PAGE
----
Powerswitch.org tells me Electric Kiwi is slightly cheaper,so ...

 

Flick (low user)

 

Bill snapshot:
Your bill this week is $25.23
This amount will be direct debited from your bank account in two days time, on 8 September. You used 82.93 kWh  

 

Electric Kiwi quote from website:

 

     

  • Your low electricity rates are:
  •  

       

    • Pay for what you use: $0.31 per kWh;
    • Plus a fixed cost of: $0.34 per day
    Rates shown include GST.    

7 x 0.31 + 82.93 x 0.34 = $30.37    So, I guess I'll keep Flicking for now...

 


4 posts

Wannabe Geek


  Reply # 1683699 7-Dec-2016 10:12
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Kiwime your calculation is incorrect for Electric kiwi.Base per day is 0.34 c and unit price is 0.26 c so calc is $25.54 total not including free hour of power per day which adds up specially if using heating in winter,daily dishwasher and washing machine.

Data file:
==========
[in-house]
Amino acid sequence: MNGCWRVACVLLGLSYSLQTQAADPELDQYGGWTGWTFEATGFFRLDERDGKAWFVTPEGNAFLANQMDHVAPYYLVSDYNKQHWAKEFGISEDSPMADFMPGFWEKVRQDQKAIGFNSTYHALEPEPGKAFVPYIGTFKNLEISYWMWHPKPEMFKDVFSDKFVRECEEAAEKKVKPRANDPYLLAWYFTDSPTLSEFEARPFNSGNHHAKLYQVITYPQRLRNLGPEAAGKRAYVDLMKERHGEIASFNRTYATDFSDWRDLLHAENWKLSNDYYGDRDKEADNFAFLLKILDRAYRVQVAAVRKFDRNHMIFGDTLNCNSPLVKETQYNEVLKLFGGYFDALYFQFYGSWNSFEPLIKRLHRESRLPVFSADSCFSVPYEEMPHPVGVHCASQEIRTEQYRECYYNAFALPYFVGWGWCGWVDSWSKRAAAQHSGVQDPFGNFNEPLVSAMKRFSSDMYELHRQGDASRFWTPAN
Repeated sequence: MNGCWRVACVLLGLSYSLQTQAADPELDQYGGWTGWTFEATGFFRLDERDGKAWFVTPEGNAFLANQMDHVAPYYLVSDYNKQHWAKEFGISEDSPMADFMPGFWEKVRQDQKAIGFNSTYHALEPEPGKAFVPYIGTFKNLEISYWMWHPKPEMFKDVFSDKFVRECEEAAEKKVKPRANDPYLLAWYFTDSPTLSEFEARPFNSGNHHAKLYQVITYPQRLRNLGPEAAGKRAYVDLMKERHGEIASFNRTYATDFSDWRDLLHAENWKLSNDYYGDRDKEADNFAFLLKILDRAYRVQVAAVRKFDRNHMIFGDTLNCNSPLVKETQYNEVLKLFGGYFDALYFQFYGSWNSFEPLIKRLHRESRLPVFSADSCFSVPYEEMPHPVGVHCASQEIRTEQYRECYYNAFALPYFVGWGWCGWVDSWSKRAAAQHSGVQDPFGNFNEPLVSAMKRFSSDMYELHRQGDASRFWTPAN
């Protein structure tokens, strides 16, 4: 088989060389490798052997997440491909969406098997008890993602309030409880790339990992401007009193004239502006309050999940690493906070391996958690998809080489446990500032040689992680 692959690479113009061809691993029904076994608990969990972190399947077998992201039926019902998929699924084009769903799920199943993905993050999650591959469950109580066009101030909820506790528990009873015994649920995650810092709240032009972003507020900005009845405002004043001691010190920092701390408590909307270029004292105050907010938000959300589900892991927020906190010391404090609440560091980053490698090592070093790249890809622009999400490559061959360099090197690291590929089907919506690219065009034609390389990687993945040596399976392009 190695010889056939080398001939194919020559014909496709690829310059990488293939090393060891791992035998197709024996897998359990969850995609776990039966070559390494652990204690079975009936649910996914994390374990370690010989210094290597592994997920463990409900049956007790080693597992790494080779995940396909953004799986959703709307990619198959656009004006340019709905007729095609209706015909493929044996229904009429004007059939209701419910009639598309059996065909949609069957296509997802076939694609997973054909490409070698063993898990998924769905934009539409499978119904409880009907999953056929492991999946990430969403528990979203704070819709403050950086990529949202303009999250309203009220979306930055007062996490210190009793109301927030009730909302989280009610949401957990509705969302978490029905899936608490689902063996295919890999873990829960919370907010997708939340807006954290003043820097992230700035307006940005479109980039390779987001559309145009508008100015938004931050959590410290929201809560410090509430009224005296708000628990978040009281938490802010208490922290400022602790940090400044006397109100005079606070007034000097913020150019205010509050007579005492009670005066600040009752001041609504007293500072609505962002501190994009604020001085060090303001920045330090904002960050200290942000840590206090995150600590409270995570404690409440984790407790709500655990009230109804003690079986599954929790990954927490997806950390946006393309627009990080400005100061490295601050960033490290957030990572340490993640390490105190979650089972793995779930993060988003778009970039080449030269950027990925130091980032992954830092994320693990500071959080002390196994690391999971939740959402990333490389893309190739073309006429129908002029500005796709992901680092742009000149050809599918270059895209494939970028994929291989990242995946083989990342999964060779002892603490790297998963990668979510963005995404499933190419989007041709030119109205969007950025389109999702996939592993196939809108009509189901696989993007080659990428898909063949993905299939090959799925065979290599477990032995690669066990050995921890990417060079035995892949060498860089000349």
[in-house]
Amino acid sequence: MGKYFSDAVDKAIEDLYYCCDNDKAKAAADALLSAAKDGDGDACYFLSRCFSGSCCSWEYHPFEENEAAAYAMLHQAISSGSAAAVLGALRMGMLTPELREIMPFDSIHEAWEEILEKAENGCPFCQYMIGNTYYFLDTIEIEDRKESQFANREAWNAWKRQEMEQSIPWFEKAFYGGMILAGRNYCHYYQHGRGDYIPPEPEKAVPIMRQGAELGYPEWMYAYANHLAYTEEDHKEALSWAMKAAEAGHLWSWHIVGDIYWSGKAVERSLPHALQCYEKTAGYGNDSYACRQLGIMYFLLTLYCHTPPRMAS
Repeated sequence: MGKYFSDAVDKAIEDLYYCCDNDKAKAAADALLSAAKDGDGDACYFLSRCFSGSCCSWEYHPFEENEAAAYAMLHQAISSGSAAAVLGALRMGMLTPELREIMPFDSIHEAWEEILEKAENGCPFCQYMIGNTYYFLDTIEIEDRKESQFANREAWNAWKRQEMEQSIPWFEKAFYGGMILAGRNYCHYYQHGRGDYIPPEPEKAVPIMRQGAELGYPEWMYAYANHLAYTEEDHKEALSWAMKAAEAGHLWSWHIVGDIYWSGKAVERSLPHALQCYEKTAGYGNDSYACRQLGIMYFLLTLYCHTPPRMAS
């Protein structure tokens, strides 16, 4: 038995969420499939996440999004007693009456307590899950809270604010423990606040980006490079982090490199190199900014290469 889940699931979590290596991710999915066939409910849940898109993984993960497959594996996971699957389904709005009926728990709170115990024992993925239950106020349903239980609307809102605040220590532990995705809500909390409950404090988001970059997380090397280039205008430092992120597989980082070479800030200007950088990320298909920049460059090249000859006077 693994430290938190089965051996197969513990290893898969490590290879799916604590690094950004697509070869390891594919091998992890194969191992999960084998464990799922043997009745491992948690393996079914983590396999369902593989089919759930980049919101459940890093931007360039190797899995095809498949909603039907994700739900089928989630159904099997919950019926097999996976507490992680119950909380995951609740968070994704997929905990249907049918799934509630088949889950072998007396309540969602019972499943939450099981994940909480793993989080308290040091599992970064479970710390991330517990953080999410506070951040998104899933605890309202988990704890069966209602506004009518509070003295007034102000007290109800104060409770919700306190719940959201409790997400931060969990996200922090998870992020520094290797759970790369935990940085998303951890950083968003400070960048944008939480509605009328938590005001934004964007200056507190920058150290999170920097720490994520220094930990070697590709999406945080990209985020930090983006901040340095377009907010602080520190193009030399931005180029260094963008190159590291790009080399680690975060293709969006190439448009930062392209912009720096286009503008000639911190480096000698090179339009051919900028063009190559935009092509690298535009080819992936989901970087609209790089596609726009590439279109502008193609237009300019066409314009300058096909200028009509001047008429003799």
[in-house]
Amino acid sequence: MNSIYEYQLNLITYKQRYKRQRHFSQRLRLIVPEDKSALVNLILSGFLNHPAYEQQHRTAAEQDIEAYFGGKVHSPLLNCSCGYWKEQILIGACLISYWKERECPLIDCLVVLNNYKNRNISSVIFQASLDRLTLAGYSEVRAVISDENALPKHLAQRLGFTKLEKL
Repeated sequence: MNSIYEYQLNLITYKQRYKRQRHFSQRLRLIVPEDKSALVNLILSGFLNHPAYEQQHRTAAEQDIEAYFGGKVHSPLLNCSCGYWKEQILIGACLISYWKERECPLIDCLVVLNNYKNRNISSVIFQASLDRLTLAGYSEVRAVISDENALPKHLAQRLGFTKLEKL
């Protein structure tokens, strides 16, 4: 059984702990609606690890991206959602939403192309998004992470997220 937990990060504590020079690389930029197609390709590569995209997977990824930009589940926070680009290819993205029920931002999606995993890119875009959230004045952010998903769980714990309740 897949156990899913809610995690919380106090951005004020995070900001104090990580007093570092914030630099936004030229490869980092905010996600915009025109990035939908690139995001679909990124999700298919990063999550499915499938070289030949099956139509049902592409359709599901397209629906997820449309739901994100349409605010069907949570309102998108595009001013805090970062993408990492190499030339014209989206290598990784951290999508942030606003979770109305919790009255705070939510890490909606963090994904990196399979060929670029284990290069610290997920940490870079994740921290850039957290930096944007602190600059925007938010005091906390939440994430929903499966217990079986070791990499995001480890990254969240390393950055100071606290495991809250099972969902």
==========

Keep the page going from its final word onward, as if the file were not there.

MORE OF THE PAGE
https://www.electrickiwi.co.nz/go/refer-a-friend?7fyejb9clbOYzVIo5%2Bz7Uw%3D%3D This link can be used to save $50 on joining.


1916 posts

Uber Geek
+1 received by user: 374

Subscriber

  Reply # 1683963 7-Dec-2016 14:43
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Anyone using Paua to the people? Powerswitch says I can save $644/yr!

 

(currently with Mercury on Standard All Inclusive. Smart meter installed yesterday).


158 posts

Master Geek
+1 received by user: 33


  Reply # 1777759 8-May-2017 13:41
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Note that there is also a API billing request that can be used. 

 

GET https://api.flick.energy/customer/mobile_provider/bills

 

Include the Authorization (Bearer) token

 

And the response is JSON and includes your current charges in the billing period ("current_period") and the last billing period ("latest_bill"). The last billing period also lists out the calculated "savings".

 

There is also accumulated savings and percentage for the whole account.

 

You need to extract the Bearer token from your phone App. You need to use a recording proxy for that. I downloaded one for the phone itself. Quite easy. 

 

I have Node.red extracting that data regularly. Quite straightforward. I'll post some code here later.